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Fantasy Notes: Tigers Delete Clete

June 12, 2009 | By RotoRob | comment on this post
Clete Thomas has been awful for the Detroit Tigers this season.
Detroit finally figured out that Clete Thomas wasn’t helping.

Thankfully, the Tigers sent Clete Thomas back where he belongs, to Triple-A. I’ve been wondering what the deal is lately; why has Detroit been platooning Thomas in right field, starting him against righties in favour of Magglio Ordonez? Thomas, the strikeout machine (another two Ks in an 0-for-4 performance Thursday), is batting just .230 vs. RHPs. Ordonez, meanwhile, is batting .267 against righties. Oh, I get it. So, let’s keep sitting an All-Star and in his place, keep trotting out a dude hitting .120 with a 465 OPS in June. Uh, yeah. How are the Tigers in first place in the AL Central again? Good thing it’s the worst division in baseball.

Another Tiger back-up outfielder who has failed to wow me is Ryan Raburn. I wasn’t exactly bullish on his prospects when he was called up, but he hit well in May in limited action (.300 BA, 914 OPS). However, he’s been awful in June, batting just .160 with a 516 OPS. He’s currently mired in a 3-for-21 slump, but one of those hits came Thursday night and, followed by a stolen base, it helps sparked a rally as the Tigers scored twice to tie the game in the top of the ninth, only to lose it in the bottom of the inning. I can’t really figure out Raburn’s career trends. He’s improved his strikeout rate and his batting eye just keeps getting better, yet his BA continues to slip. He’s on pace for a career high in at bats and his extra-base pop has bounced back somewhat this season, so the news isn’t all bad. But at this point, Raburn has essentially zero Fantasy value, regardless of the format you play in. Okay, maybe in a 40-team AL-only league, you might find him useful. Maybe.

Still with the clawless Tigers, Placido Polanco’s slow start has stretched into June, and while that might make him a tremendous buy-low candidate, we’re still waiting to see that career .303 hitter rear his head. On Tuesday, Polanco showed some signs of life, going 2-for-4 with a double, walk and three ribbies, but he was 0-for-3 with a walk Wednesday and then was given the day off Thursday. He did appear as a defensive replacement in the ninth after Ramon Santiago had to shift over to shortstop to replace Adam Everett, lifted for a pinch-hitter. Anyways, it was kind of ironic that Polanco was put in for defensive reasons, given that he was unable to make a diving stop of Scott Podsednik’s game-winning single in the bottom of the ninth. Polanco has been getting dumped in some leagues as owners grow impatient. I can’t say I blame them – after all, he’s barely a top 40 second baseman so far, a far cry from the top 15 where we had him ranked in the preseason. But the fact is Santiago is now outplaying him and if Polanco doesn’t get his act together soon, you have to wonder how often Polanco will be sitting in favour of Santiago.

Yet another Tiger enduring a very slow start is Magglio Ordonez, who as discussed above, has been sitting against righties with regularity in recent games. Can someone explain to me why he’s batting cleanup for Detroit? Sure, the Tigers are still atop the division, but if just one of those teams below them finally wakes up, this team is in trouble. The fact that Maggs is struggling in the four-hole is not helping. He hit .241 with a 649 OPS in April, and while he bounced back in May (.315), he failed to go yard in the entire month. Where is his power? He’s struggling again (654 OPS) in June, and even a date Wednesday against one of his all-time favourite pitchers to hit against, John Danks, failed to spark Ordonez. He came in a 10-for-17 career hitter against Danks, but went just 1-for-4 with a run and a strikeout on Wednesday. And then Thursday, he was on the pine. Small wonder that Ordonez has started to get jettisoned from some shallower leagues. We projected this dude as a top 30 outfielder, and while he’s doing a great job of drawing walks, with his power MIA, Ordonez is barely playing like a top 80 outfielder right now.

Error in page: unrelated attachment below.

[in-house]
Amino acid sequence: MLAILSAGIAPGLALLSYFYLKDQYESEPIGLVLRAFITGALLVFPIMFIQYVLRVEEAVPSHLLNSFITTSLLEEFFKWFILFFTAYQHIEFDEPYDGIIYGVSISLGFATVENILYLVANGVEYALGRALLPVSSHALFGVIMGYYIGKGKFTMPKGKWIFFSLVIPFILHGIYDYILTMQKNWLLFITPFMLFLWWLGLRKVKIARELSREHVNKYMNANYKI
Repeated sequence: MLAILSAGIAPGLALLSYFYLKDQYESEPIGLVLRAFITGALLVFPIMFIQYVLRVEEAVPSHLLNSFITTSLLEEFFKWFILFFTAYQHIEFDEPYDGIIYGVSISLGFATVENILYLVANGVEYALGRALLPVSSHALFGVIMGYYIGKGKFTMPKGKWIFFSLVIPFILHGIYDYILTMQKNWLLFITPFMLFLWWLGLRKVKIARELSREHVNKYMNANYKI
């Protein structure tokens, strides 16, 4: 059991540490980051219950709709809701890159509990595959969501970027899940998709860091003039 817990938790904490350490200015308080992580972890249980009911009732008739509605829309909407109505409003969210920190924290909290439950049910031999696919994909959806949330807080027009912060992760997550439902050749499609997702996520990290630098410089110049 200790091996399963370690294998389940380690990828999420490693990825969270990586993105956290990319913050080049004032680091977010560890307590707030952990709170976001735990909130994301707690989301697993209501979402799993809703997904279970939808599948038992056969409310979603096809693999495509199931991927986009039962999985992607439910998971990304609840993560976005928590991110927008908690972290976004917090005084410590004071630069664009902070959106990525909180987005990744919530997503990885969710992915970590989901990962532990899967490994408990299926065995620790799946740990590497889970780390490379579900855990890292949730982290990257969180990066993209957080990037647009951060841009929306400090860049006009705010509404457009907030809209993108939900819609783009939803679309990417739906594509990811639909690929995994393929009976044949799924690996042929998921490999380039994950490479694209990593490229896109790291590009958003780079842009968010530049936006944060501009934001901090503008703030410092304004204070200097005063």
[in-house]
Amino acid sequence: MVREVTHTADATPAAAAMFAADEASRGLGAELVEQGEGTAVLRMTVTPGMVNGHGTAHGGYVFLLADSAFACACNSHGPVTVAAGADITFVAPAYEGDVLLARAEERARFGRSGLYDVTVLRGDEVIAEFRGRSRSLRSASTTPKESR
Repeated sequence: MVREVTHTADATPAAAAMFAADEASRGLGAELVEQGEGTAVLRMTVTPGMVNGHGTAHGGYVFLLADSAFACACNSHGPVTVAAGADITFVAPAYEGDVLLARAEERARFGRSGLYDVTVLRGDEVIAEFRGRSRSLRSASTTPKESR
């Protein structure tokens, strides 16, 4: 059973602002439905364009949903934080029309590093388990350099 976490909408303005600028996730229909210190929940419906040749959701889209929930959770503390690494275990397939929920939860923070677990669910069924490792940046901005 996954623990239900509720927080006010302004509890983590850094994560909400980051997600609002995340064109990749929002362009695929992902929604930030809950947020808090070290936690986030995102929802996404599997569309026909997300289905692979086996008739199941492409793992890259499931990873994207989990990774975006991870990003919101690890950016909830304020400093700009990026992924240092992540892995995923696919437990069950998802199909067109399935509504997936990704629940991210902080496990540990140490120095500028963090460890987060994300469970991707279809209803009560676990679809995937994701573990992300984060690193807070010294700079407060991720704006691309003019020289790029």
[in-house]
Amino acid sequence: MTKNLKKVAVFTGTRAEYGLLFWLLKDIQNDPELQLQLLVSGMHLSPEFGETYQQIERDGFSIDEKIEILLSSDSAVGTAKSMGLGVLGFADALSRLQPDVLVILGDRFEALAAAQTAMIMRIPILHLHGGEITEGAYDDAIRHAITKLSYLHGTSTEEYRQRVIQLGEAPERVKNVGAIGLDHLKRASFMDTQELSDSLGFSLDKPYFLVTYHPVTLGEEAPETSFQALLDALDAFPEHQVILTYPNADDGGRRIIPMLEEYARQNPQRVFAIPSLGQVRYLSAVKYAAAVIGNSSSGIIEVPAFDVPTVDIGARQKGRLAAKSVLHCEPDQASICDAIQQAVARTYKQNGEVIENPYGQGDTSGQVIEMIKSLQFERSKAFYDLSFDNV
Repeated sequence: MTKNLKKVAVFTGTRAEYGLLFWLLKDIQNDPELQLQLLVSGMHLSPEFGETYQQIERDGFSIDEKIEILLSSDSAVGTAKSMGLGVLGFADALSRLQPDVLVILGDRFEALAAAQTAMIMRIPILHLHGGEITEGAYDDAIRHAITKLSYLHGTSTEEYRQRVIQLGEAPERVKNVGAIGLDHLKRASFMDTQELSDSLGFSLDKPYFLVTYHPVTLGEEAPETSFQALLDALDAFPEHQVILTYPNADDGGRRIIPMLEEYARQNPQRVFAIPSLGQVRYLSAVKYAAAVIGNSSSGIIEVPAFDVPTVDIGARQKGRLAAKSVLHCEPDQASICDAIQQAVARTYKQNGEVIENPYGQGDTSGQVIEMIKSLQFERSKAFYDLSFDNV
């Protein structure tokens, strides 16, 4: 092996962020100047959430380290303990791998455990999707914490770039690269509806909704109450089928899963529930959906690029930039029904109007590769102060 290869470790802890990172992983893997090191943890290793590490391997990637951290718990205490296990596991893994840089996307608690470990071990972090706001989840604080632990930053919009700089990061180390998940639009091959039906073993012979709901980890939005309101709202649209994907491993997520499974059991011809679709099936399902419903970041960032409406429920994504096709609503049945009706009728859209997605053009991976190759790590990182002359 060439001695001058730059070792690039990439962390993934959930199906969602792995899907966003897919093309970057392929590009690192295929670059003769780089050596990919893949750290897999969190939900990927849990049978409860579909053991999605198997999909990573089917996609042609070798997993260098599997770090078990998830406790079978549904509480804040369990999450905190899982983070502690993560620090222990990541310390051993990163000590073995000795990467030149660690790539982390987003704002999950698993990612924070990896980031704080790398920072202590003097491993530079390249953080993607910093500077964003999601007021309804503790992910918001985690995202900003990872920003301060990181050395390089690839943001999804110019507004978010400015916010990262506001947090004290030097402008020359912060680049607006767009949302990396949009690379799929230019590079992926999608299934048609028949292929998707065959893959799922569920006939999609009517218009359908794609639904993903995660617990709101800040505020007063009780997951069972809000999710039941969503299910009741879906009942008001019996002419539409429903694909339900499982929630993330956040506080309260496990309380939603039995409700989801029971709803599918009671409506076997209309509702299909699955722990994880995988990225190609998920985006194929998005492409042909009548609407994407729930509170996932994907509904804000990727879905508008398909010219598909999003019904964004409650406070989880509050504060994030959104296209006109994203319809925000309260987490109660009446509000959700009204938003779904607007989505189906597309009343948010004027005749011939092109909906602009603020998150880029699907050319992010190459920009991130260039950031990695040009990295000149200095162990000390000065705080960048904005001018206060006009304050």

Hell, even Miguel Cabrera, who was impossible to get out the first two months of the season, has suddenly gone into the tank. He’s chilled considerably in June, currently mired in a 3-for-26 slump which has seen him drop to sixth in the American League hitting race. While Cabrera is hitting better than his first season in Detroit, his power is at its weakest since he was a rookie. Perhaps that’s because he’s hitting fly balls less often than ever before in his career.

While his OPS has dipped this year, Fantasy owners are not going to complain about Curtis Granderson, considering he’s headed for career highs in both home runs and stolen bases. Thursday, Granderson snapped a 5-for-30 slump with a big night, going 3-for-4 with a double and a game-tying, two-run homer with two outs in the ninth. It looked like Grandy would be the hero until, of course, the Tigers allowed the White Sox to score the winning run in the bottom of the frame. Granderson started sluggishly, batting .241 in April, but he upped that to .270 in May and is raking at a .310 clip with an OPS of 824 in June. The key for him has been good health so far this year, and that’s one of the reasons why an outfielder we expected to be a top 20 flyhawk has been nearly good enough to be among the top 10. One caveat: don’t expect Granderson’s home run rate to continue at this pace. Currently, he’s hitting at any extremely high flyball rate, but I’d be shocked if that can proceed for much longer. It may be reasonable to think Granderson will hit 30 bombs this year, but approach 40? I don’t think so.

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